Thursday, December 13, 2007
WRITTEN WORD 43 - Debating & Writing II
I looked around the big meeting room in Livermore Hall - folding chairs lined up with leather sofas - and realized more than half of this small boarding school’s students, maybe 50 boys and also eight faculty members, were here. Such a crowd, it seemed, that I might have been speaking in a coliseum. And for all I knew they were as bloodthirsty as crowds at the ancient world's deadly Roman games.
I knew this room well for this was where we assembled to hear outside speakers – some of them silly, like a burly man who was to give an anti-Communism talk but wound up doing card tricks – and some were deadly serious, like the a tall, thin Quaker who knew what was what in China, including that Mao was popular and would win and Chiang Kai-shek was a discredited warlord that Harry Truman should not be supporting. But now I myself was about to speak here, leading off for the affirmative side on whether our government should provide free health care and higher education. I was 15. My voice had not finished changing. A year earlier I had been considered the dumbest kid in the school and was treated that way by everyone except a key teacher – we called them masters – and two guys who had become my friends in spite of how I had been so slow and unpopular. “Speedy.”
But by the time I was poised to speak in Livermore I had,suddenly, and mysteriously, risen right to the top of my class. I had just made the varsity debate team though I was two years younger than even the brightest varsity debaters in other years.
The room was so familiar. Not just for speakers but also as the place the whole school gathered after dinner every night to sing a hymn and hear a prayer. On the walls were murals showing this rolling-hill part of New Hampshire in autumn colors with figures of the future thrown in – a streamlined train and an airplane with four propellers and nautical-style portholes.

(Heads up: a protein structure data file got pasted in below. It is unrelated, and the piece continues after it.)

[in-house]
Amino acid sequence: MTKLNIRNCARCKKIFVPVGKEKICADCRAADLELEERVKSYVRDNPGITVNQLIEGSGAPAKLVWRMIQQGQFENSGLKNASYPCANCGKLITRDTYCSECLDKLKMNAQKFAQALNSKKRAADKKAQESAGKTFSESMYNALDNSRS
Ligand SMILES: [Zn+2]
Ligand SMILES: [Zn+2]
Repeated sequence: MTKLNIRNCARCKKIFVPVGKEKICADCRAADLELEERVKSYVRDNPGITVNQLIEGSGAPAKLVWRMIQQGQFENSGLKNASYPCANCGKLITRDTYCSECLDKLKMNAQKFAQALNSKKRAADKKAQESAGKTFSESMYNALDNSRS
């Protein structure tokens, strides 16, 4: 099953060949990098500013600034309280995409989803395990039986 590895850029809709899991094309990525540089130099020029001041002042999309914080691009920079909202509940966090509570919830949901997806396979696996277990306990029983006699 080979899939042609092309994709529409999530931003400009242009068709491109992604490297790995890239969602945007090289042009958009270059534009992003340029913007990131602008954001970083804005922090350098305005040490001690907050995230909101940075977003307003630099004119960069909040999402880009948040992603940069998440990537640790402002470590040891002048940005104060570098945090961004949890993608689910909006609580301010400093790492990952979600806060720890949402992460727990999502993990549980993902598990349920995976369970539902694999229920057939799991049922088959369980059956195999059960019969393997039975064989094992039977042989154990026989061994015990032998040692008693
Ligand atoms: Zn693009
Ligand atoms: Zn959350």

Often that year and the next two years I would be standing in this room surrounded by these gentle murals, building up my case, demolishing my opponents, all the while practicing careful eye contact, my oratory soaring to the point where at moments it was as if I could own the room. That’s how it felt. My words covering over the hymns and prayers that had been here – this meeting room across a hall from a smaller meeting room where mail was handed out in the morning – where now I would almost always find a scented letter in a pastel envelope from Sandie, who like me was 15, an hour away in our sister school, St. Mary’s-in-the-Mountains – the envelope’s stamp, as on my letters to her, upside down to show the writer was so distracted by love it was not possible to get things right side up – and on the back of the envelope in capital letters, S.W.A.K., which according to custom stood for “Sealed With A Kiss” – something far beyond anything I had thought could happen to me - for less than a year ago I had been the slowest, most unpopular boy in this school, ridiculed with that nickname “Speedy” – me the slow and bad twin, in the same class here with Peter, the smart, good twin – and by some miracle I had drawn even, and in some but not all crucial ways I had passed him. At one moment I’d been flunking my courses, the next I’d shot to the top of the class just as I became a member of this varsity debate team.